It was a typical kind of "thank you" letter that a congressman, for instance, might have sent. He thanked me for dropping by and expressed the hope of meeting up again in the future.
The letter ran on for 3 or 5 sentences.
It was utterly bland. The only personal thing in it was a remark that if he ever came to Atlanta he would take me up on my "bigot's tour." This was an un-PC joking reference I used to make about taking people to sights in Atlanta that were worth seeing (like the mass grave of Confederate soldiers at Oakland Cemetery who fell in defense of our city) but that weren't on Chamber of Commerce approved tours.
I told DeParle that this one letter (really only a note) was clearly a "Thank You" letter. The words themselves, to a sensible reader, did not indicate any working relationship but the opposite...that Tanton had only met up with me and really didn't know anything about me.
But DeParle was not to be put off.
He kept demanding to know about my "work" with Tanton. I kept telling him that I had never worked with Tanton at all and repeating that I had met him one time over one meal.
He was contemptuously dismissive of my denial of Tanton's and my "work" together.
I told him that my contact with Tanton was so long ago and so brief that if he passed me on the street or in the grocery store, I wouldn't even recognize Tanton.
DeParle was not be put off. He made it clear without directly saying so that he was certain and knowledgeable about my "work" and that I was being untruthful.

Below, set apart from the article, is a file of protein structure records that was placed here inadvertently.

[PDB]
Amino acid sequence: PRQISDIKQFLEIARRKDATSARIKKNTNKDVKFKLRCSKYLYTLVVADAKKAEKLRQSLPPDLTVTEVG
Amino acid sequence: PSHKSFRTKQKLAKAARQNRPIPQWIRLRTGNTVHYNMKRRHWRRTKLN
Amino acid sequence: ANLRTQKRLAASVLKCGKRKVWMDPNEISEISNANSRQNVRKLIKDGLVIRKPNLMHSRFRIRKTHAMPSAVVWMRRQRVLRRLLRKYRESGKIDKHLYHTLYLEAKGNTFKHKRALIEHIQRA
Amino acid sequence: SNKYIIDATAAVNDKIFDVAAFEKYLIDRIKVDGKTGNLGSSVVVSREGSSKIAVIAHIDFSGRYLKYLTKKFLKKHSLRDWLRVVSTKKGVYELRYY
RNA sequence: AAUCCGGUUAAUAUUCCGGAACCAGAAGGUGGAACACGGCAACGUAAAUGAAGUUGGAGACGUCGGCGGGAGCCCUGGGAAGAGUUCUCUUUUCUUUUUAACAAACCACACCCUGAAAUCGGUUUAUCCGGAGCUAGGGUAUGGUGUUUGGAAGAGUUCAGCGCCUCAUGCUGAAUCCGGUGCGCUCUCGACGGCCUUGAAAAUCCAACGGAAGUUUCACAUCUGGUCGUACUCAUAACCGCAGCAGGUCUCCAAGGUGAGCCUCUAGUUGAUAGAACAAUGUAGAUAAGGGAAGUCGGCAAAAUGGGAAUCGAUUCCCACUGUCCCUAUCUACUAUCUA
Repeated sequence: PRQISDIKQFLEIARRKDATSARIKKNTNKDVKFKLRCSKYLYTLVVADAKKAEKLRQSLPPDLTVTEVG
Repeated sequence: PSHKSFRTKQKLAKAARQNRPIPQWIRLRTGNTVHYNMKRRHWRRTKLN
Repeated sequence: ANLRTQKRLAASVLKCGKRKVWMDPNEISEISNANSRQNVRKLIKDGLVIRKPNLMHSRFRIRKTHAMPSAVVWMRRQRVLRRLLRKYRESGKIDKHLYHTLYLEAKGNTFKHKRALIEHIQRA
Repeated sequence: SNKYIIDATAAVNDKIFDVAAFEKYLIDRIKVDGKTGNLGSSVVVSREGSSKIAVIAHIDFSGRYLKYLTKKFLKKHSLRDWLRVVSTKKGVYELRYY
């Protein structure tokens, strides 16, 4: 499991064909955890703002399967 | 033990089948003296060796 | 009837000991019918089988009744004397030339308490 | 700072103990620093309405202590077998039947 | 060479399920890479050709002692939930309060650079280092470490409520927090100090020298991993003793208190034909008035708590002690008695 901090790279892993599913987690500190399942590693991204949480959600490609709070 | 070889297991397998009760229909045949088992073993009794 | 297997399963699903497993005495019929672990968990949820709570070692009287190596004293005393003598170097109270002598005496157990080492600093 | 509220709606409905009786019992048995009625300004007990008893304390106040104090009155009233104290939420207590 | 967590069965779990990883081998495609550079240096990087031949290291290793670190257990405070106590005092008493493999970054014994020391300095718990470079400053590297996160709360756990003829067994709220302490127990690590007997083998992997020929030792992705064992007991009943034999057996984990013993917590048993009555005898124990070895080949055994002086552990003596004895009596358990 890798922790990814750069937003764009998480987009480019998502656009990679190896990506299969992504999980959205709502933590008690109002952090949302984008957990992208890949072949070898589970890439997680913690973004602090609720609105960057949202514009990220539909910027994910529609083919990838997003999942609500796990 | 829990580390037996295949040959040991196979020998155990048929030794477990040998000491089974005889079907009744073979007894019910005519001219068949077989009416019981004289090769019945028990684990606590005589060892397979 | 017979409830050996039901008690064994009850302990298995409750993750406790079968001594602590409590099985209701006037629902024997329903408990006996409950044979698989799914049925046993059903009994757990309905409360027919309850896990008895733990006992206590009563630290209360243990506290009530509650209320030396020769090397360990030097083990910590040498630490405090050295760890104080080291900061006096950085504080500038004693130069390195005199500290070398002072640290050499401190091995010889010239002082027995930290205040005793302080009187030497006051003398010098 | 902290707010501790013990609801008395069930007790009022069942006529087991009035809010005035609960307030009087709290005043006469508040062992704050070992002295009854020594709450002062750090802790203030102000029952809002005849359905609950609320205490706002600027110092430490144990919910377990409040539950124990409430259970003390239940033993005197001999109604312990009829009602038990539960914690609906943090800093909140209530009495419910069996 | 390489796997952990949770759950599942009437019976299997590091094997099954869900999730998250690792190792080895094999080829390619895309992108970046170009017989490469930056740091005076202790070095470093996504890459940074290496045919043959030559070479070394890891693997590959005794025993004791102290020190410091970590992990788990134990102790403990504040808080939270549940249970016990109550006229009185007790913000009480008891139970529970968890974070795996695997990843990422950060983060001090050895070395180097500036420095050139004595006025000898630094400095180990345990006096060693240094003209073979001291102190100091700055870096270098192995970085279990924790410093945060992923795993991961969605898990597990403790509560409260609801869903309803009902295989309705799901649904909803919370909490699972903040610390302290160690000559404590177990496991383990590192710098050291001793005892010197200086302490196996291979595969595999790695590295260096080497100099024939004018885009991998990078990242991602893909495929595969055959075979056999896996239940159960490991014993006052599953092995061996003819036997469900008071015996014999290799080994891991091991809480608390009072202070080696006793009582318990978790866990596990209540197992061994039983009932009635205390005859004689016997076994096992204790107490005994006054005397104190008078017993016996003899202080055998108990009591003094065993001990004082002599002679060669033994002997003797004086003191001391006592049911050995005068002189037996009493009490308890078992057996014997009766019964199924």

He closed in for the kill!
I told him I didn't really remember but that it certainly would have been about immigration.
DeParle insisted that we must have talked about other issues...race, Jews.
I told him that while I did not remember the conversation, I would not have spoken with Tanton about such controversial subjects since I knew he would have been offended because he held conventional views on such subjects.
"Well, then, if you and Tanton aren't colleagues, how did you KNOW to look him up?!"
I answered this goofy question by the obvious: because I read things about the immigration issue and if someone reads widely about the subject, Tanton's name comes up as a prominent person in society who is concerned about immigration.
DeParle thought this claim was simply derisory, laughable. People who disagree with Open Borders could not possibly meet up innocently with each other. There had to be some kind of underlying conspiracy, apparently. (I run across this idea often in articles written by professional "monitors" of "hate." I think it must arise from projection of their own conspiratorial Marxist behavior onto others.)
Some weeks later the hatchet job on Tanton appeared on the front page of The Times bearing DeParle's by-line.
The article quoted Tanton as denying he was a "racist", etc. but that it was a matter of fact that he had "corresponded with Sam G. Dickson, a Georgia lawyer for the Ku Klux Klan". [The Anti-Immigration Crusader, by Jason DeParle, April 17, 2011]
The implication was that there is some kind of trove of Tanton-Dickson correspondence awaiting the touch of an editor along the lines of books on the correspondence of Evelyn Waugh.
I wrote a letter to the Times asking for a correction. I pointed out that DeParle knew that the "correspondence" consisted of one single "thank you" note not more than 5 sentences long and that the article was deliberately deceptive by turning a single note into a vague but seemingly expansive "correspondence."
The letter was not published.
The letter was not answered.
The falsehood was not corrected.
End of my dealings with Jason DeParle.
Sam Dickson (email him) is a lawyer and activist.